This Day in Black History: April 26, 1994

This Day in Black History: April 26, 1994

South Africa holds its first all-race elections. Nelson Mandela would eventually be elected the nation's first Black president.

Published April 26, 2012

South Africa held its first all-race elections for local and national governments. Millions waited in lines to cast their ballot over the three-day voting period. Almost 20 million votes were counted.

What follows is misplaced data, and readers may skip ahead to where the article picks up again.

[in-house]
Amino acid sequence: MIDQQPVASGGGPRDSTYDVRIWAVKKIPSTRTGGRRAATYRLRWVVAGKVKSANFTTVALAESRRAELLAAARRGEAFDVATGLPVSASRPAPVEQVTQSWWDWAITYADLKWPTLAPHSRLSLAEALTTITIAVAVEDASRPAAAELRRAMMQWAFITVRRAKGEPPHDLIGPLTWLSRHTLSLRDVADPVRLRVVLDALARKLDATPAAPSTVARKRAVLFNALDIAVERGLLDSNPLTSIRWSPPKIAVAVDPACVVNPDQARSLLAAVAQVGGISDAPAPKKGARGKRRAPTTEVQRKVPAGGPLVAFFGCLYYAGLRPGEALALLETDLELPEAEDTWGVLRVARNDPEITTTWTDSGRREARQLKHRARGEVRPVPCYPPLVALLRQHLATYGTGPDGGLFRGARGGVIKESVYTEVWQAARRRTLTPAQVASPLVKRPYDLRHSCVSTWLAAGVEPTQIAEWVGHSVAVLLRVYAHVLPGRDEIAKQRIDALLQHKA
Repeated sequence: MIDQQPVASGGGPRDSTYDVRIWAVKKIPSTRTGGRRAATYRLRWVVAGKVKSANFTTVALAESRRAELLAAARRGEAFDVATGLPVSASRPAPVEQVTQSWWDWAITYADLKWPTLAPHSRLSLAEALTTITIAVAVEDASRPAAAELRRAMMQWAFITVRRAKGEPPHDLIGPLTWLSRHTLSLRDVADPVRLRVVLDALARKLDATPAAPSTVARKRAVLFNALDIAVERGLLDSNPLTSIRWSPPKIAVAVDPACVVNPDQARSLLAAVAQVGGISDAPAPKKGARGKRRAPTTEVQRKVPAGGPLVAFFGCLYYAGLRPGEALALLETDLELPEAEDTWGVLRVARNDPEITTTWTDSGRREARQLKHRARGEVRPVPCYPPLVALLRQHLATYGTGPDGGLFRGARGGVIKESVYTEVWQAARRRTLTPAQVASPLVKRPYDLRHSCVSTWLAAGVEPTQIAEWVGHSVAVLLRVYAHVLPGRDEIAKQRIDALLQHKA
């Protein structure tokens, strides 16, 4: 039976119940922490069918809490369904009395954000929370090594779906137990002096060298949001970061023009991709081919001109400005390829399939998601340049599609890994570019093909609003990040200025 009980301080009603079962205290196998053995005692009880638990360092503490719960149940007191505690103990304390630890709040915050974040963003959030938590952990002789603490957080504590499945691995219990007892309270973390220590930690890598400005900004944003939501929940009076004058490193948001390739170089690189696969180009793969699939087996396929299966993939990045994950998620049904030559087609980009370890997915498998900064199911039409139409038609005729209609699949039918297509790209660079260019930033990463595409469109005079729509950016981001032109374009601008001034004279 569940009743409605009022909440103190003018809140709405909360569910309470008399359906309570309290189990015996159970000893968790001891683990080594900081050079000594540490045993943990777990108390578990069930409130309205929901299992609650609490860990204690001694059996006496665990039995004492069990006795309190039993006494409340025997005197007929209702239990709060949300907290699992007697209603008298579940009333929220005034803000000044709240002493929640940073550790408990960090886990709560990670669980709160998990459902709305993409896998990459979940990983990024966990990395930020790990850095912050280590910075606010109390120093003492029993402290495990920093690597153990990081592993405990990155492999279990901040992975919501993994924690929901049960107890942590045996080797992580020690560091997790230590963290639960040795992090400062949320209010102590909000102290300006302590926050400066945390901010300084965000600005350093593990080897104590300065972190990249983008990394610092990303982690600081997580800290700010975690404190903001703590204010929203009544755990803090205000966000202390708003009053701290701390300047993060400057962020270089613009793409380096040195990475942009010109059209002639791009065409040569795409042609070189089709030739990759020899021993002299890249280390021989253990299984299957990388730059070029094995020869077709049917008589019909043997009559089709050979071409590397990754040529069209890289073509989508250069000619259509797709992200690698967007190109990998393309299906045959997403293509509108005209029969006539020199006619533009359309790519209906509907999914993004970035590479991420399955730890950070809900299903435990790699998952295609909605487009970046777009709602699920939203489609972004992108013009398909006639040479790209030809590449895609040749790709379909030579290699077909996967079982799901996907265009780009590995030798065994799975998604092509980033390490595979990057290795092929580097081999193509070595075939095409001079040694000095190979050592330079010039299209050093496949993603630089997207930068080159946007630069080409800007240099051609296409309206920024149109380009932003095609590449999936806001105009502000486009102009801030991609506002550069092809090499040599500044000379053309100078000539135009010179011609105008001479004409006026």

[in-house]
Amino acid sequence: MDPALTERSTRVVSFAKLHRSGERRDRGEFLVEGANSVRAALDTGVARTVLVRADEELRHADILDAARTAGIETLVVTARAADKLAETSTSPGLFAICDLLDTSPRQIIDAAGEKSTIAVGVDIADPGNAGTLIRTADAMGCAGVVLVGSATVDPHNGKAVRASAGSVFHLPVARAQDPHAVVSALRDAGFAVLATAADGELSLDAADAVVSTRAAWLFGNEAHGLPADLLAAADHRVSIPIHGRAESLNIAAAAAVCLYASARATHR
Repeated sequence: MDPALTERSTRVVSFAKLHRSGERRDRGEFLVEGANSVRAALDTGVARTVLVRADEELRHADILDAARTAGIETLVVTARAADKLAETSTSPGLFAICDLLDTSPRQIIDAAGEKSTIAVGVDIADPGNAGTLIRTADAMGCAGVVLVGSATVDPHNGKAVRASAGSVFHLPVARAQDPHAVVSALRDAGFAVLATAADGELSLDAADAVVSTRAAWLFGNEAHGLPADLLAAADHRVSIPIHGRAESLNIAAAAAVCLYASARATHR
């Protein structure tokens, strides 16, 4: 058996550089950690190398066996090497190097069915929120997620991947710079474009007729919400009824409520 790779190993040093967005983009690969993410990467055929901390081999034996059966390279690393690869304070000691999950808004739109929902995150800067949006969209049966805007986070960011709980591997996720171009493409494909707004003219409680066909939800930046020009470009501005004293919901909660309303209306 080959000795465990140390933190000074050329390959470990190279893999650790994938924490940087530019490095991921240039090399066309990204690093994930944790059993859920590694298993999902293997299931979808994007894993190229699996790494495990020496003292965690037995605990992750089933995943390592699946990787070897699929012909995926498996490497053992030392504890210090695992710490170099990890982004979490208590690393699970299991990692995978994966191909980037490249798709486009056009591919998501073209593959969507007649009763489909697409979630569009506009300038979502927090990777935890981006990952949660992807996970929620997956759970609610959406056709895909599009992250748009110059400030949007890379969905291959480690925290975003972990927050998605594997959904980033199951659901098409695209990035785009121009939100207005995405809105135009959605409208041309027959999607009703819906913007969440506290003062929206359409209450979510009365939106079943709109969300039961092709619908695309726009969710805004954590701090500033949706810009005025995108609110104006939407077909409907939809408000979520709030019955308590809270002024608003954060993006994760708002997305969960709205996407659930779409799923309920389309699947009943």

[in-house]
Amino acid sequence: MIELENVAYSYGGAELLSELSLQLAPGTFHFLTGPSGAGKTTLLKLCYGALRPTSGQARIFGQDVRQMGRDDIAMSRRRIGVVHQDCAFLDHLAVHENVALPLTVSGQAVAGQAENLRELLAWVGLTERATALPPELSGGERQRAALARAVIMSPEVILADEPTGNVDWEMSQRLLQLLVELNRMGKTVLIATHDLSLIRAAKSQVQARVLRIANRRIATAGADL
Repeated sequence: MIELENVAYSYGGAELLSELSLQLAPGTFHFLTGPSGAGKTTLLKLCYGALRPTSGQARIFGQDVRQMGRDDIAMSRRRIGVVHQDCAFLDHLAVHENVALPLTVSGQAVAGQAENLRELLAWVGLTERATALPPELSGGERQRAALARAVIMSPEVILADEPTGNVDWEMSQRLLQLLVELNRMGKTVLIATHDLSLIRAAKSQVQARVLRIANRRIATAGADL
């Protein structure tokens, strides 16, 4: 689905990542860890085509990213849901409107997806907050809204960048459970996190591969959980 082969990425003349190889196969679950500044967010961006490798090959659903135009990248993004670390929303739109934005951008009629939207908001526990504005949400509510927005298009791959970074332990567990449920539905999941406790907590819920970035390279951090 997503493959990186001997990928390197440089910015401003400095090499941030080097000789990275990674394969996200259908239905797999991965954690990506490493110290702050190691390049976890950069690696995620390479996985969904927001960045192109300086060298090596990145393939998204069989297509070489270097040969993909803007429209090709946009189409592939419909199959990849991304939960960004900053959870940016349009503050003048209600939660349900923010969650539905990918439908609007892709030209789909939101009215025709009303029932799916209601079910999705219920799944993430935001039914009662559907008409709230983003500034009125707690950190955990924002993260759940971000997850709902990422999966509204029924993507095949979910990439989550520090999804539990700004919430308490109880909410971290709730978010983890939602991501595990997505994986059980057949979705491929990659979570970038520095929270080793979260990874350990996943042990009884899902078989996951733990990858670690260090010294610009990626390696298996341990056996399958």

Nelson Mandela would go on to win the country's first democratic presidential election, becoming the nation’s first Black president. For decades, Mandela and his African National Congress party crusaded for equal rights for Blacks disenfranchised by the white-ruled apartheid government. As president, Mandela, who was famously imprisoned for 27 years by the South African government, established the Truth and Reconciliation Commission in 1995 to investigate crimes committed under the apartheid rule and launched initiatives to improve the living standards of Blacks in South Africa. He retired from politics in 1999.


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(Photo:  Tom Stoddart/Getty Images)

Written by Britt Middleton


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